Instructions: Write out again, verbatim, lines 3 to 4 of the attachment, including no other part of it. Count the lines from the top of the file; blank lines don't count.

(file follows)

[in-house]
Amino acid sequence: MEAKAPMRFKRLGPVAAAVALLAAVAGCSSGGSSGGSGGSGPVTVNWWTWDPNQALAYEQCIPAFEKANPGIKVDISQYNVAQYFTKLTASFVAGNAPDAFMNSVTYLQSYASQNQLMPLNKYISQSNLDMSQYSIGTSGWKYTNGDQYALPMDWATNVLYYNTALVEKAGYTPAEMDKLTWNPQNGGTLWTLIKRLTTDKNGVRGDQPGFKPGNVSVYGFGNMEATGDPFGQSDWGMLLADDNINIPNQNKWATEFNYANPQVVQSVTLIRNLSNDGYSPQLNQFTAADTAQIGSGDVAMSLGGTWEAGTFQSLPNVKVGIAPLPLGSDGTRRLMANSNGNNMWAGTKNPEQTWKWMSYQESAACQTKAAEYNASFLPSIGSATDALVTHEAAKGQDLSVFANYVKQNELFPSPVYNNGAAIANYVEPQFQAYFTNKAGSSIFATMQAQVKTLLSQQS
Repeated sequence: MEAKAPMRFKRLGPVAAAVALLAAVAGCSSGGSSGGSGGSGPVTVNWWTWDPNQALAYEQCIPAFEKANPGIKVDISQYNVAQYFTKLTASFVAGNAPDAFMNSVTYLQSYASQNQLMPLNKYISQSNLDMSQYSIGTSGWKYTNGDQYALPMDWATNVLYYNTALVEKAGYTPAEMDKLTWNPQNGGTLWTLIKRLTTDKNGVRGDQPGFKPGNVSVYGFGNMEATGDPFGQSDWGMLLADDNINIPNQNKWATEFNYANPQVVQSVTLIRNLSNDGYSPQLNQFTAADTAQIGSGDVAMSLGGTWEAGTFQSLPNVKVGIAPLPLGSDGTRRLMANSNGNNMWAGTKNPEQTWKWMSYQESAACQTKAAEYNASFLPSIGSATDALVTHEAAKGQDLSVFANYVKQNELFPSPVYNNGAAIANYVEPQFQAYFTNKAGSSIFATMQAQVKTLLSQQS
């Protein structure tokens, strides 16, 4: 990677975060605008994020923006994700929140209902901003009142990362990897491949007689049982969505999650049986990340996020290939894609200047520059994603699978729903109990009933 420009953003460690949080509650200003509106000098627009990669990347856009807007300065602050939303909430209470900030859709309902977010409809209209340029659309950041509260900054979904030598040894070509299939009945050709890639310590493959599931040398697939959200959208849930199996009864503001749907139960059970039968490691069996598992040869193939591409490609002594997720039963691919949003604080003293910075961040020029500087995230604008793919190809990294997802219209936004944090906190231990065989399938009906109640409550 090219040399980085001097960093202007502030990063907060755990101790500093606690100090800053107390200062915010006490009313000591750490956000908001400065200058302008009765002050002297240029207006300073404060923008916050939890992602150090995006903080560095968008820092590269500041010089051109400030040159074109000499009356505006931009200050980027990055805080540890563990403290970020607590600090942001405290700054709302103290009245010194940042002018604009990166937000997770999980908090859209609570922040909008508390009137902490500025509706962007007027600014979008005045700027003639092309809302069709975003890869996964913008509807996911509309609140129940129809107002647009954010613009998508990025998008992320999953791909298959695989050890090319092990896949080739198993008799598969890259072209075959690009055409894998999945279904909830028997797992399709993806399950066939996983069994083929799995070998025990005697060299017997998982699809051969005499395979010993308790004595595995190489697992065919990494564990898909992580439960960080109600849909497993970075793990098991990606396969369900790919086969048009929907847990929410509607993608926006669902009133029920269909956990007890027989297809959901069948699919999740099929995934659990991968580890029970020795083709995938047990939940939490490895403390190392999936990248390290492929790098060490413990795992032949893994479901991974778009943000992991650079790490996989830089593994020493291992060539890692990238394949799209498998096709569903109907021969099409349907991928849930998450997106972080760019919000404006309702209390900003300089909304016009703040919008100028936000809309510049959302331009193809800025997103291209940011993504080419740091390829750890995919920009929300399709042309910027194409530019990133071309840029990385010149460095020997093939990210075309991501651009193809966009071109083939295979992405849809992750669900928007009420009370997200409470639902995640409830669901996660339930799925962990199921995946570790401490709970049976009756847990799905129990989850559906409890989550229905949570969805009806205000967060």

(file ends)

Repeated sequence: MEAKAPMRFKRLGPVAAAVALLAAVAGCSSGGSSGGSGGSGPVTVNWWTWDPNQALAYEQCIPAFEKANPGIKVDISQYNVAQYFTKLTASFVAGNAPDAFMNSVTYLQSYASQNQLMPLNKYISQSNLDMSQYSIGTSGWKYTNGDQYALPMDWATNVLYYNTALVEKAGYTPAEMDKLTWNPQNGGTLWTLIKRLTTDKNGVRGDQPGFKPGNVSVYGFGNMEATGDPFGQSDWGMLLADDNINIPNQNKWATEFNYANPQVVQSVTLIRNLSNDGYSPQLNQFTAADTAQIGSGDVAMSLGGTWEAGTFQSLPNVKVGIAPLPLGSDGTRRLMANSNGNNMWAGTKNPEQTWKWMSYQESAACQTKAAEYNASFLPSIGSATDALVTHEAAKGQDLSVFANYVKQNELFPSPVYNNGAAIANYVEPQFQAYFTNKAGSSIFATMQAQVKTLLSQQS
């Protein structure tokens, strides 16, 4: 990677975060605008994020923006994700929140209902901003009142990362990897491949007689049982969505999650049986990340996020290939894609200047520059994603699978729903109990009933 420009953003460690949080509650200003509106000098627009990669990347856009807007300065602050939303909430209470900030859709309902977010409809209209340029659309950041509260900054979904030598040894070509299939009945050709890639310590493959599931040398697939959200959208849930199996009864503001749907139960059970039968490691069996598992040869193939591409490609002594997720039963691919949003604080003293910075961040020029500087995230604008793919190809990294997802219209936004944090906190231990065989399938009906109640409550 090219040399980085001097960093202007502030990063907060755990101790500093606690100090800053107390200062915010006490009313000591750490956000908001400065200058302008009765002050002297240029207006300073404060923008916050939890992602150090995006903080560095968008820092590269500041010089051109400030040159074109000499009356505006931009200050980027990055805080540890563990403290970020607590600090942001405290700054709302103290009245010194940042002018604009990166937000997770999980908090859209609570922040909008508390009137902490500025509706962007007027600014979008005045700027003639092309809302069709975003890869996964913008509807996911509309609140129940129809107002647009954010613009998508990025998008992320999953791909298959695989050890090319092990896949080739198993008799598969890259072209075959690009055409894998999945279904909830028997797992399709993806399950066939996983069994083929799995070998025990005697060299017997998982699809051969005499395979010993308790004595595995190489697992065919990494564990898909992580439960960080109600849909497993970075793990098991990606396969369900790919086969048009929907847990929410509607993608926006669902009133029920269909956990007890027989297809959901069948699919999740099929995934659990991968580890029970020795083709995938047990939940939490490895403390190392999936990248390290492929790098060490413990795992032949893994479901991974778009943000992991650079790490996989830089593994020493291992060539890692990238394949799209498998096709569903109907021969099409349907991928849930998450997106972080760019919000404006309702209390900003300089909304016009703040919008100028936000809309510049959302331009193809800025997103291209940011993504080419740091390829750890995919920009929300399709042309910027194409530019990133071309840029990385010149460095020997093939990210075309991501651009193809966009071109083939295979992405849809992750669900928007009420009370997200409470639902995640409830669901996660339930799925962990199921995946570790401490709970049976009756847990799905129990989850559906409890989550229905949570969805009806205000967060």